General Motors is the last of the big three Detroit vehicle manufacturers to redo their light truck line. Sales have slowed due to the knowledge that an all-new truck would be available soon.
Ecotec 3 is the name of the new generation of engines at GM. Chevrolet Silverado and GMC Sierra will have engine choices pared down to three from several. All three are more powerful and considerably more fuel efficient than the engines they replace due to variable valve timing, revamped fuel injection and cylinder deactivation.
Power doesn’t suffer. The standard 4.3 litre V6 produces 285 horsepower and 305 pound feet of torque, while the optional 5.3 litre aluminum V8 puts out 355 h.p. and 383 lb. ft torque. At the top is the mega motor 6.2 litre V8 with 420 horsepower and 480 lb. ft. torque.
Towing capacity starts at 7,200 lb. with the V6 and rises up to 11,500 lb. with the 5.3 litre and then climbs to 12,000 lb. when equipped with the 6.2 litre V8. The only transmission available is the 6L80 six-speed automatic, which is available with hill decent control, as well as a tow haul mode.
Silverado will have the most trim variations and starts at $25,540 for a regular cab. The double cab four–door version starts at $29,435. Crew cabs with four large doors make up about 60 percent of sales volume, and start at $30,995. Within these cab choices are box length choices, choices between two-wheel drive and four-wheel drive, as well as seven different trim levels.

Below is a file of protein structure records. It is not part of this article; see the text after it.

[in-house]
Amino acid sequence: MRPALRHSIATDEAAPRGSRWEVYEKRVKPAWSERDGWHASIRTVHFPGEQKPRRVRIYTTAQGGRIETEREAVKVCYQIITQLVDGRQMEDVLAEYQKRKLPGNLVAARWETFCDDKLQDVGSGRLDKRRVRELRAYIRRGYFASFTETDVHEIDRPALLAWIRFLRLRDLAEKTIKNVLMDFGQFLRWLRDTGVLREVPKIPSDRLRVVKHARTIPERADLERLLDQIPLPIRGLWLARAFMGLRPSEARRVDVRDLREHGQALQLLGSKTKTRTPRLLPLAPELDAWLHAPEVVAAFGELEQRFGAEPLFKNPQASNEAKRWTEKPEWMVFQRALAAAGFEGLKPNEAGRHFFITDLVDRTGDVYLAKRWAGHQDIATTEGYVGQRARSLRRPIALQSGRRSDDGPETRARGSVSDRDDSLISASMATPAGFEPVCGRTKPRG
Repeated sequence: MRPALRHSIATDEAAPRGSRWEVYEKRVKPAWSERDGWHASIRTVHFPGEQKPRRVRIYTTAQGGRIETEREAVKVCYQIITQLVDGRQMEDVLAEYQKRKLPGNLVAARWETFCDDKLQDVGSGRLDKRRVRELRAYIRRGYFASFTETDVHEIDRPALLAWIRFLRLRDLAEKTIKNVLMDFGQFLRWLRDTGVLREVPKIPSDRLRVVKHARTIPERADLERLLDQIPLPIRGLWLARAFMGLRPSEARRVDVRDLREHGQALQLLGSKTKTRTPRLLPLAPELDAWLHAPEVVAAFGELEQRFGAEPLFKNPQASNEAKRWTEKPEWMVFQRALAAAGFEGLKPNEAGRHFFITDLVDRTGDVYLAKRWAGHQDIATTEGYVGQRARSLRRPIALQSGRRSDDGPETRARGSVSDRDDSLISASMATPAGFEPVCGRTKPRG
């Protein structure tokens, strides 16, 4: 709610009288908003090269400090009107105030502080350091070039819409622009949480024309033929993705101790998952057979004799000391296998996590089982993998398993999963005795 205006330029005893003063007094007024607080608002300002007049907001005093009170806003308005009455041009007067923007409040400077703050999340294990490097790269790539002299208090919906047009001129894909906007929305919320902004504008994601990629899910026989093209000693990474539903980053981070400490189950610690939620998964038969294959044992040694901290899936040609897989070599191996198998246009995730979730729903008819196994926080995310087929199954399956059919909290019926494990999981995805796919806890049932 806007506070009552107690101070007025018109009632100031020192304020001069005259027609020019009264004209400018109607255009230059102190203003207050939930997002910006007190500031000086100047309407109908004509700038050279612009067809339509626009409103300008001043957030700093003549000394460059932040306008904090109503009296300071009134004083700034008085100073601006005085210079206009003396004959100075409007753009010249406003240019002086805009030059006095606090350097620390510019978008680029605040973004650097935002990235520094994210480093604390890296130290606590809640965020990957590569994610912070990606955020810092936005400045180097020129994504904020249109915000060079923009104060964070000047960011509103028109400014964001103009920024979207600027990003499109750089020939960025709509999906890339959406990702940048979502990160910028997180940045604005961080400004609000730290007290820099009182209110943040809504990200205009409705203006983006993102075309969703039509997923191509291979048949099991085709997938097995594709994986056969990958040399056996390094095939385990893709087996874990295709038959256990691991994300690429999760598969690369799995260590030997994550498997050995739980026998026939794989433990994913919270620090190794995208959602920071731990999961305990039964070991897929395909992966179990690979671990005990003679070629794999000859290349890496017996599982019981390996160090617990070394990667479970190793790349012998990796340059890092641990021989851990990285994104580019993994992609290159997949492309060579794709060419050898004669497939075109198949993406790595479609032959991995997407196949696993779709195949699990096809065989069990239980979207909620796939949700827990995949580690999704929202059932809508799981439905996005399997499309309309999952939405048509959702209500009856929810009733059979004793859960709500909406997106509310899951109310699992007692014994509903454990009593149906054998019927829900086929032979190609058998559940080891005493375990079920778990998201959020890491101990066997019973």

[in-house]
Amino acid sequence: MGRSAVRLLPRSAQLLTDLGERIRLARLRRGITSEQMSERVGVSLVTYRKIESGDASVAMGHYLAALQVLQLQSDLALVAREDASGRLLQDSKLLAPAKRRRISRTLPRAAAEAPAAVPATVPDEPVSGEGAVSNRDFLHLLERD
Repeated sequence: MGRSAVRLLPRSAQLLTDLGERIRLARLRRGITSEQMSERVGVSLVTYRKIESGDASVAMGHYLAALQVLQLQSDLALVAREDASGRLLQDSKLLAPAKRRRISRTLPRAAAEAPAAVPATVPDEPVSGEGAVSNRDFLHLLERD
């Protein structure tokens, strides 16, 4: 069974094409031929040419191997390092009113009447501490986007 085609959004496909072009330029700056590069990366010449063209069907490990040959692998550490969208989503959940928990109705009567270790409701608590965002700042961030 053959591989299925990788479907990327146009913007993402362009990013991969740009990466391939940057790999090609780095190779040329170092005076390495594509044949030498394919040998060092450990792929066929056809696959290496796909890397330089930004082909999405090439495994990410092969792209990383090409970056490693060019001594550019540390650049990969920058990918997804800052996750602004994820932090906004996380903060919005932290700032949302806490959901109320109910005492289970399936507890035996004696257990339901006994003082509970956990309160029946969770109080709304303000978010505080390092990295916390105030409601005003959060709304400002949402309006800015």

The first driving impression is of how quiet the interior is at any speed. The second is how good the brake pedal feels under braking of all types, with and without a trailer. After that, the brain wakes up to a cacophony of change.
Put a load in the back or hook to a trailer, it makes little difference to the 5.3 litre V8 when equipped with a trailer towing package. A driver will know that there is a load, but it tows so well with the sway control that many will not realize how much weight is back there.
Hill decent, tow haul mode and four large disc brakes will keep control while driving.
Due to the size of the crew cab, getting around in town requires patience and a bit of skill to park something of this size.
Backing up is easy thanks to large mirrors and the rear parking sensors. A back-up camera is available as part of the “My Link” system.
Unless the new trucks are placed beside a previous generation, there aren’t a lot of obvious changes to the wheel wells or the fact that on the crew cab the door pillar has been moved ahead six or seven centimetres to make it easier to get in and out of the rear seat. Sharp observers might notice that Xenon headlamps are available in redesigned front ends and that the back ends have been changed as well.
There are changes to the centre console between the two bucket seats. Connectivity is the goal there and multiple USB ports and power outlets adorn the centre stack.
Silverado gets a locking cabinet in the bottom portion of the centre console while the Sierra centre console is set up to hold hanging files.
Seats are good quality and comfortable. For the first time, heated seats will be available with cloth trim. At the top of the line, perforated leather is standard.
This truck is competitive with any truck on the market.